The literal, and figurative, answer is yes! And two minutes a day can change that.
When we’re young and flexible a well meaning parent, typically a mother, lectures us about our slouch posture. Girls are often told that if they want to be a model when they grow up they should straighten up, as if I they have a string attached to the top of their head pulling them straight up to the sky. This pearl of wisdom is helpful even as an adult. The importance of that string, and the ‘gravity’ of gravity, becomes more important as we age.
There are two types of gravity. ’Einstein's' gravity is the bending of the space-time continuum and depends on the size of the heavenly body. The bigger the cosmic object, the bigger the space-time bend, which increases weak gravitational attraction between objects. Down here on earth we experience a more boring ‘Newtonian’ gravity. No space-time denting down here. Just a constant pulling of our body down to the ground with intervening structures like chairs and beds. We don’t seem to think about gravity, except to not drop things. Well, until we ourselves have problems.
We start off life as quadrupeds. Crawling on all fours helps develop our three primary spinal curves. Lifting our head to look ahead helps develop the curves of our spine into a spring-like structure which works better against gravity when we learn to walk upright (bipedalism). Each of the spinal curves has a specific area that takes most of the strain (loads) against Newtonian gravity. As such, they are known as ‘gravitational loading bearing’ (GLB). More importantly, these 3 GLB areas are where our spines stiffen, become sore and painful and develop more disc degeneration, the lower neck, mid-back and lower back.
Degeneration didn’t matter too much back in the early 1900’s when the average lifespan was 48 years. (1) But nowadays, we need to minimize degenerative changes. After all, we’re now living an average of 82 years, long enough to develop significant degeneration if want to. To prevent symptoms and wear requires keeping your spine flexible with flexibility exercises, and manual medicine (seek a good chiro or physio) when the stiffness or wear is progressed beyond self-help. Allowing yourself to become a living fossil is an option. However, practicing flexibility exercises can reduce degeneration by 20% to 30%. (2) Imagine yourself at age 80 but doing the fun things you liked when you were only 60.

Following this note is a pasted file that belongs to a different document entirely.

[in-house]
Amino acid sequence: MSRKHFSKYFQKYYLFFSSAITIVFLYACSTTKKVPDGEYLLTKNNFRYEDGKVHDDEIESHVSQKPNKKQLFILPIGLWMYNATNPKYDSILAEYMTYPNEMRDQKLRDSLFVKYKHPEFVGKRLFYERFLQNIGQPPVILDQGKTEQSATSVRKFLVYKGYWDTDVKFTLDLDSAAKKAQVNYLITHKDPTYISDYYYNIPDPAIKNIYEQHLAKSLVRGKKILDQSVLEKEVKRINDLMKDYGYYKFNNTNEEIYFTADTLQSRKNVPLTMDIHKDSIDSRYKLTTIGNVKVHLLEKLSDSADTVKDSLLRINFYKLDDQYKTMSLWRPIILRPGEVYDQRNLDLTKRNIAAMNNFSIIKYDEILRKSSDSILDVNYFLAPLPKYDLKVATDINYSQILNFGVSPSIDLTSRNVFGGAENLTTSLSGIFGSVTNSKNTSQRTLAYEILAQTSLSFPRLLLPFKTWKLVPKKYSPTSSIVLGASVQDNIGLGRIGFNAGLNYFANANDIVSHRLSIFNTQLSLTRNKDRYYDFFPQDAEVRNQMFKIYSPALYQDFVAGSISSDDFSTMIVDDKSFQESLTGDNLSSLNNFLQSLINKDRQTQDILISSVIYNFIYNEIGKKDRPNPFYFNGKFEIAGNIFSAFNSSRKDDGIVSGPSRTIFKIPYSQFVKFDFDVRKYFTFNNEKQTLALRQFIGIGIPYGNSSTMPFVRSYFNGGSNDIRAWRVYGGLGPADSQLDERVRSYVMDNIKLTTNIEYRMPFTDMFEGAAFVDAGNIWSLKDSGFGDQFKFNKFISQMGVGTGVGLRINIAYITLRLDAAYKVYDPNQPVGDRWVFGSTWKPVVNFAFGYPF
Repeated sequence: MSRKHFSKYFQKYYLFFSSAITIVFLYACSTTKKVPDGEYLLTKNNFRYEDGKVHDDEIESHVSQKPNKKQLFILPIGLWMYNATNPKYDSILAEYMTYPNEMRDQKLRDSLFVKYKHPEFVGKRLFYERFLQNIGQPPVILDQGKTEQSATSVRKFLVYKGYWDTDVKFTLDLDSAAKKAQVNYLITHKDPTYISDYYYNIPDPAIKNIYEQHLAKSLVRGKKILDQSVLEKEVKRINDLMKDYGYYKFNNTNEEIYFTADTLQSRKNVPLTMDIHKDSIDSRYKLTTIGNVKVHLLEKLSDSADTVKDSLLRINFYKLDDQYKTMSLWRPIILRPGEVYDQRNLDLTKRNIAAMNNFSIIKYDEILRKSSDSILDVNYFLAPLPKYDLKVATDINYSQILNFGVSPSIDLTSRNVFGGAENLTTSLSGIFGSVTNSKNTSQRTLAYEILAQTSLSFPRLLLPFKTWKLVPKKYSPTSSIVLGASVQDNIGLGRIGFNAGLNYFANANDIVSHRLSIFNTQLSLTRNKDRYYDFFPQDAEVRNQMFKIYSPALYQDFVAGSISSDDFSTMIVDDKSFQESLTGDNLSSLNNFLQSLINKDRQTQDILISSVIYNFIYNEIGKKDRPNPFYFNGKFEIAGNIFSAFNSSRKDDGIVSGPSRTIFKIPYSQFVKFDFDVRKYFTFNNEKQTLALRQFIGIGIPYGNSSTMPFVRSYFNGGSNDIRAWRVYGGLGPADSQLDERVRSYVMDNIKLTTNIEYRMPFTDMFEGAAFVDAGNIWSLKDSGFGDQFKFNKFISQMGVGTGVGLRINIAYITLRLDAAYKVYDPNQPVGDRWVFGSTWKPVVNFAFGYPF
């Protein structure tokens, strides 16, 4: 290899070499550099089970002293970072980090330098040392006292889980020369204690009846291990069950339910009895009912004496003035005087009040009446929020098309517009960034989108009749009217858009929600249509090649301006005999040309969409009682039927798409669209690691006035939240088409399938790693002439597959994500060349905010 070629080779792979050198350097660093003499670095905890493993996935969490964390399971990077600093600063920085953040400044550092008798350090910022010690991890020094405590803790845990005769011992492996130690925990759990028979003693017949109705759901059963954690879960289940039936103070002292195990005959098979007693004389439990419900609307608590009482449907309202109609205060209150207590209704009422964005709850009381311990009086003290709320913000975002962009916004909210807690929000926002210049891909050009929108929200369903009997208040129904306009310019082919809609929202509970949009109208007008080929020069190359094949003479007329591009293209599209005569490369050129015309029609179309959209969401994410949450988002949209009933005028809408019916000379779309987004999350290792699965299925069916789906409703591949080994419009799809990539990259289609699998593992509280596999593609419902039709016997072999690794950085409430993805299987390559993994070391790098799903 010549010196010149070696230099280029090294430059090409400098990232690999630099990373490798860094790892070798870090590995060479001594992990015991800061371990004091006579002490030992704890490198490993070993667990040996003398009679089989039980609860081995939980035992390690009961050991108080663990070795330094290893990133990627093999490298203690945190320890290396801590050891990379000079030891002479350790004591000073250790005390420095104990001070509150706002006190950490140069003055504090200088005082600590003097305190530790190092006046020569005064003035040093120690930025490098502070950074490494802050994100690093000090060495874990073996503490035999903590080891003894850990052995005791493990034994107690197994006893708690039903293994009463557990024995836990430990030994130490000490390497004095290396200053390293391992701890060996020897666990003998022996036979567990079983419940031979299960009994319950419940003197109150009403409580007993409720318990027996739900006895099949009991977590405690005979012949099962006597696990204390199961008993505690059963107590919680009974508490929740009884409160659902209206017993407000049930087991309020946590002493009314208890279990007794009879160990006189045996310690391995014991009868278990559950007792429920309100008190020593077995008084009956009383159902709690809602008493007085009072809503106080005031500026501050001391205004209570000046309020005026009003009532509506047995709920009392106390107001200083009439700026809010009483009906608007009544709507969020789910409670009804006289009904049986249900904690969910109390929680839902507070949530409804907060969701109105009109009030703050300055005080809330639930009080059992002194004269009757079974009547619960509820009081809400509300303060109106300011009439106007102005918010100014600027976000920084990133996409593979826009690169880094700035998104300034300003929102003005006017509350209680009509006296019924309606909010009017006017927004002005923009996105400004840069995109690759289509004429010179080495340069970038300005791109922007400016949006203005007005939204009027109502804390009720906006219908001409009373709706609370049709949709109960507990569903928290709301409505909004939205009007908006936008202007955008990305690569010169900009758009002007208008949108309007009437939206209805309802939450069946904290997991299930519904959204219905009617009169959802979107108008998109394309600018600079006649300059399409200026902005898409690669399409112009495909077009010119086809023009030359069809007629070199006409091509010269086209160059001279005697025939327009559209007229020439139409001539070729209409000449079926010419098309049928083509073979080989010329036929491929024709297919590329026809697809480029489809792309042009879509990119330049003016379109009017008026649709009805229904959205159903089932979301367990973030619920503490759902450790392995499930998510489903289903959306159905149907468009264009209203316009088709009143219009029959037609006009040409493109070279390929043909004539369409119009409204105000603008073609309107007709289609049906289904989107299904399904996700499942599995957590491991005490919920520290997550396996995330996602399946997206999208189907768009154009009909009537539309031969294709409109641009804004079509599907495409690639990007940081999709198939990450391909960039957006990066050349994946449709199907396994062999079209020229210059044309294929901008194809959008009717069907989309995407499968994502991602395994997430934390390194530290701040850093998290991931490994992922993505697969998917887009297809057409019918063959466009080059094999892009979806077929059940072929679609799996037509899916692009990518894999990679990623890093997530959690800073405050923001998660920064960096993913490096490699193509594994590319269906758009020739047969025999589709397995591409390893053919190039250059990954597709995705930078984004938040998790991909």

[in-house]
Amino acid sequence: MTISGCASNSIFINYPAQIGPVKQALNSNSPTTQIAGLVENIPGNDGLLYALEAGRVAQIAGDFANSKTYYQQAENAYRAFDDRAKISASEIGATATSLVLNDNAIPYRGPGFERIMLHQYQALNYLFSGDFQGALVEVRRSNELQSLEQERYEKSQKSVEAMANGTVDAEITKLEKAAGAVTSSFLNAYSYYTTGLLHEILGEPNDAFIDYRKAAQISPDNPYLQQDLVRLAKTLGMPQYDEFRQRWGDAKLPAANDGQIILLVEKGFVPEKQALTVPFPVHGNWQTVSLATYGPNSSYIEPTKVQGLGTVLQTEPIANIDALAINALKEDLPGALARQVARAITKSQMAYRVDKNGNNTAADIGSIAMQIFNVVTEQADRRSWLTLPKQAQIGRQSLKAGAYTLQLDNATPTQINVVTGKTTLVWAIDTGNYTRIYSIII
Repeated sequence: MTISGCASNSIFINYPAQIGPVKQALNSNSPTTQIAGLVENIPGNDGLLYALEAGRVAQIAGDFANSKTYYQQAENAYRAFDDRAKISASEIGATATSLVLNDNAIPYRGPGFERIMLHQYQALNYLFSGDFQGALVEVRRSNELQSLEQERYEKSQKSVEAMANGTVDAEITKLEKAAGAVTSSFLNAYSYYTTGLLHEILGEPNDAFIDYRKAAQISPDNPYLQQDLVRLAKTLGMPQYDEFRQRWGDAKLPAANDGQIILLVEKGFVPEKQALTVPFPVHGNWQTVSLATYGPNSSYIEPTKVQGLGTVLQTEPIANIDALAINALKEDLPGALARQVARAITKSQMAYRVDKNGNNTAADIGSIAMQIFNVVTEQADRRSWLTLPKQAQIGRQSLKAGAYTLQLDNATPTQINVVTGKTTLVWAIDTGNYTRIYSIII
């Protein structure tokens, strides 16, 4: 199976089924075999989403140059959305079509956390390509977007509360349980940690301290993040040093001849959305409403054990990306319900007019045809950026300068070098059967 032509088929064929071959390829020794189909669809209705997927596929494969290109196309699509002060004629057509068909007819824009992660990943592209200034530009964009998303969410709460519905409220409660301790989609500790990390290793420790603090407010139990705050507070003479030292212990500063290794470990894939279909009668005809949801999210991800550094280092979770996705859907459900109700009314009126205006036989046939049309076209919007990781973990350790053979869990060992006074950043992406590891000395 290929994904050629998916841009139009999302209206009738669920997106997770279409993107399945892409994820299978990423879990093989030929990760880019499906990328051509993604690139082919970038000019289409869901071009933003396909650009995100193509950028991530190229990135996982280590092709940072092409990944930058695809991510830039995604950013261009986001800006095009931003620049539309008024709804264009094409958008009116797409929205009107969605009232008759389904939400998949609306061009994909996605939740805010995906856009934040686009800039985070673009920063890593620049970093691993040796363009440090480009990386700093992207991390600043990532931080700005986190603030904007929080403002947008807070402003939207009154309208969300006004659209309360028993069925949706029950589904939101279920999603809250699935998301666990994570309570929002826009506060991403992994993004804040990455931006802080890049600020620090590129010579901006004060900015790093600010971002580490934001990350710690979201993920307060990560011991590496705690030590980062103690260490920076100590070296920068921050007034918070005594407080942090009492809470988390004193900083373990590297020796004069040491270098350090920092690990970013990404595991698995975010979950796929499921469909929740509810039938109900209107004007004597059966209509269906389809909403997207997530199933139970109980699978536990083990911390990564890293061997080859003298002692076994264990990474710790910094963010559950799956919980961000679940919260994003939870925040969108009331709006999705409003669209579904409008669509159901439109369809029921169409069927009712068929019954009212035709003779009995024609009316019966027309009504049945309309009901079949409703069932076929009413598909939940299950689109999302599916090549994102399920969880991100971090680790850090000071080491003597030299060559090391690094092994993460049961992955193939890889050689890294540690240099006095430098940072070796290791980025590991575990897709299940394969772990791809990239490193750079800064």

But we also need core strength and the best strengthener is simple. Take multiple moments throughout your day to forcibly straighten up as hard and tall as you can for 5 to 60 seconds. Try for at least 2 minutes in total in your day. You will feel your entire core toning up including your abdominal muscles. Those specific core stability exercises for your lower back, it turns out, are no more effective than general exercise. (3,4) Aim to tone your core throughout your day whether you walk, sit or stand.
Remember, with respect to that space-time continuum, you’re literally sticking straight out of a round ball, earth, which is spinning about 1200 miles an hour while orbiting the sun at 30 kilometres per second. In turn, (no pun intended) our sun and solar system orbits the Milky Way galaxy at 640 kilometres per second, completing it every 220 millions years. (5) So imagine a string from the top of your head pulling you skyward. And as you maintain spine flexibility and slow degeneration down, maybe you are actually bending Einstein’s space-time continuum and slowing time down!
2. Jeng C, Cheng T, Kung C, Hsu H. Yoga and disc degenerative disease in cervical and lumbar spine: an MR imaging-based case control study. Eur Spine J (2011); 20:408–413.
3. Stilwell P, Harman K. Contemporary biopsychosocial exercise prescription for chronic low back pain: questioning core stability programs and considering context. J Can Chirop Assoc (2017); 61:6-17.
4. Saner J, Kool J, Sieben JM, Luomajoki H, Bastiaenen CH, de Bie RA. A tailored exercise program versus general exercise for a subgroup of patients with low back pain and movement control impairment: A randomized controlled trial with one-year follow-up. Man Ther 2015; 20:672-9.
5. Milky Way Galaxy photo: www.quora.com